8 Mistakes That Can Cost You the Job

The job hunt is on. You’ve sent out numerous applications, waited patiently and then it happens — you’ve landed that coveted interview.

Congratulations! You’re probably so happy that you could jump for joy. But don’t let that excitement cloud your brain too much because you haven’t gotten the job quite yet.

Between now and the day of the interview, you must do your homework and prepare. Failure to do so can cause you to make vital mistakes that will cost you the job.

So what are these 8 mistakes that can cost you the job? Let’s take a closer look.

1. Not Preparing Questions for the End of the Interview

You absolutely must ask questions at the end of the interview. Trust me, you do not know everything there is to know about the company you are interviewing with or the position. This mistake will make you either come across as extremely cocky or possibly even disinterested.

Instead, jot down a few questions you have about the company so you don’t forget to ask them. More importantly, if there is something the interviewer covers that you wish to know more about, ask them to expand upon it. This is a good way to showcase active listening skills.

2. Talking Smack on a Previous Employer

If you are interviewing for another job, then there may be something that you don’t like about your current or previous employers. But this does not give you permission to talk badly about them.

Trash talking a former boss or company labels you as a complainer. Instead of talking about the terrible things you want to leave behind, prepare a solid alternative answer for the question, “Why are you leaving your current position?” Point out your personal goals instead of harping on the past.

3. Not Doing Your Research about the Company

With the amount of resources at your fingertips there is no excuse to not do your research on a company. And trust me, the interviewer will ask you what you know about their company already, or at the very least, why you want to work for them, which requires knowledge of their industry and company culture.

Failure to do your homework on this level shows that you don’t care enough about the job to even know one or two facts about the company. Additionally, if you can’t prepare for the interview, the company will assume that you won’t be able to prepare for the actual job.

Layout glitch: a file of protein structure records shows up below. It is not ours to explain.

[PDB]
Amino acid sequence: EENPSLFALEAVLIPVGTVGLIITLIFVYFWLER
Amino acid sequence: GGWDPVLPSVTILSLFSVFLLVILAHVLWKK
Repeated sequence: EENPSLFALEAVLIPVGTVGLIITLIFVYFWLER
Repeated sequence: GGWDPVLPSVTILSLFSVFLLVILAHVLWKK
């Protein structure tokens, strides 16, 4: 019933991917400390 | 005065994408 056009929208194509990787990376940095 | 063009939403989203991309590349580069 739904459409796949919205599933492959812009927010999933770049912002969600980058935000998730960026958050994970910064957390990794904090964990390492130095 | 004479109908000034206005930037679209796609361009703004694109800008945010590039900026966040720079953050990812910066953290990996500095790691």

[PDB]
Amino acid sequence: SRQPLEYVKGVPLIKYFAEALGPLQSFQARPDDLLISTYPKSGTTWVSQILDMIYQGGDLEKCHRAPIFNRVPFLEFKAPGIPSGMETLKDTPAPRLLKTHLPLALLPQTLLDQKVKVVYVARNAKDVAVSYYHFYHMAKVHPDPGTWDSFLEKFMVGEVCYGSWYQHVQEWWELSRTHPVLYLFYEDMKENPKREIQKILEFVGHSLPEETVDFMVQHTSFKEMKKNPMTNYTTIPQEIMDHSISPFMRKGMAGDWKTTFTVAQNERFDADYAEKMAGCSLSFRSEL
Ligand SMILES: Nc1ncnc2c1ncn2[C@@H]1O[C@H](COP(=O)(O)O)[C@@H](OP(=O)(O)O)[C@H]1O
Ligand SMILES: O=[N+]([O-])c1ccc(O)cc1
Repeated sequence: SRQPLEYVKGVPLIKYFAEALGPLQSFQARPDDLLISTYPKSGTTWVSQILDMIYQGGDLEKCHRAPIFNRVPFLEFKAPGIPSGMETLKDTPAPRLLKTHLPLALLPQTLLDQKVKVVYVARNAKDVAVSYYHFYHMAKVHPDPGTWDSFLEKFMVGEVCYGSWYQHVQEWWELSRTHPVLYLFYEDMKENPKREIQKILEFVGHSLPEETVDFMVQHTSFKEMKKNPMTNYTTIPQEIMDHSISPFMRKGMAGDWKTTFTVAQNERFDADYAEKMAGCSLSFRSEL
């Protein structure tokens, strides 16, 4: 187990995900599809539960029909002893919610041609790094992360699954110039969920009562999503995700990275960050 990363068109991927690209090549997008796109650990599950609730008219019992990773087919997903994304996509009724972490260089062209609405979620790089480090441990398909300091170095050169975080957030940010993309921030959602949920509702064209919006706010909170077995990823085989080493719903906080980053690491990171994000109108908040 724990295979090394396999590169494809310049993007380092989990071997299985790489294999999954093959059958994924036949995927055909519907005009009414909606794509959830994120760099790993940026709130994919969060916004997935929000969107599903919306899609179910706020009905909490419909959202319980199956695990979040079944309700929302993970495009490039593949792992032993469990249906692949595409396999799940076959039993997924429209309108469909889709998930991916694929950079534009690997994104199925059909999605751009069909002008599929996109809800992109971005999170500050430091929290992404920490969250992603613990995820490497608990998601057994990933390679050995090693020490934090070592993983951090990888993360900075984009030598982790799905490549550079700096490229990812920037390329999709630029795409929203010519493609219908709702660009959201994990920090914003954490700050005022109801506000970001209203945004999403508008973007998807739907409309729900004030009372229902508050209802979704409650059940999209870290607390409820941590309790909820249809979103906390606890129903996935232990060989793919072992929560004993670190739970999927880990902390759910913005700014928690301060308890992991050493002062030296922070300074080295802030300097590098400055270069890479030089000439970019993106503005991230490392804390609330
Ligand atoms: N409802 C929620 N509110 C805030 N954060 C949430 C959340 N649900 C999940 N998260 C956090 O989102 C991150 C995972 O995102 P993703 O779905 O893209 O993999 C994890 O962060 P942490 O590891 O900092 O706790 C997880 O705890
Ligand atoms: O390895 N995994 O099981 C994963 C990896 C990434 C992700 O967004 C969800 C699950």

4. Not Admitting a Weakness

Interviews are the time to talk yourself up and point out your skills and strengths. But they are also the time to pinpoint a weakness. Not admitting to one is possibly one of the biggest mistakes that you could make.

You are human! You have faults. Figure out your weakness and talk about how you are working to turn it into a strength. That shows you’re determined and dedicated.

5. Showing Up Late — or Too Early

Showing up late for an interview is unacceptable. The interviewer has taken time out of their day to meet with you personally, so you need to be punctual. Failing to make it to your interview on time shows carelessness and poor time management skills, which don’t make a great first impression.

On the other hand, you don’t want to be too early, either. If you get to your interview 25 minutes or more early, then just wait in your car or walk around outside for a bit. If you were to announce yourself to a receptionist that early, it would look like you have nothing else to do with your time than sit around. It also rushes the interviewer who wasn’t expecting you until later.

6. Not Following the Company on Social Media

As a job seeker you know that your social media profiles need to be cleaned up. But did you know that you should also start following the company you are interviewing with, as well?

Following them shows an interest in the company and what they do. This is also a great way to do your homework on the company, since you can see what they have been up to lately.

7. Forgetting to Follow Up

The interview process does not end when you walk out the door of the company. You must follow up to express gratitude and a continued interest in the position.

Send an interview thank-you letter later on that same day after your meeting via email. At this point, key topics are still fresh in your mind, and this will keep you in the mind of the recruiter, as well.

8. Not Knowing Yourself

You wrote that cover letter and resume to land you the interview, but you should always know the information that you put on it. If an interviewer asks you a question about something on either of these documents, you should be able to respond quickly without much hesitation.

Your work history and skills are part of your life, and you should know yourself better than anyone else. Failing to know who are as a person doesn’t allow the interviewer to see if you will truly be the right fit for the position.

What now?

You’ve got a long list of tasks to complete and prepare for before your interview, but if you can avoid these pitfalls, you’ve got a good chance of nailing it!

Photo: Svein Halvor Halvorsen

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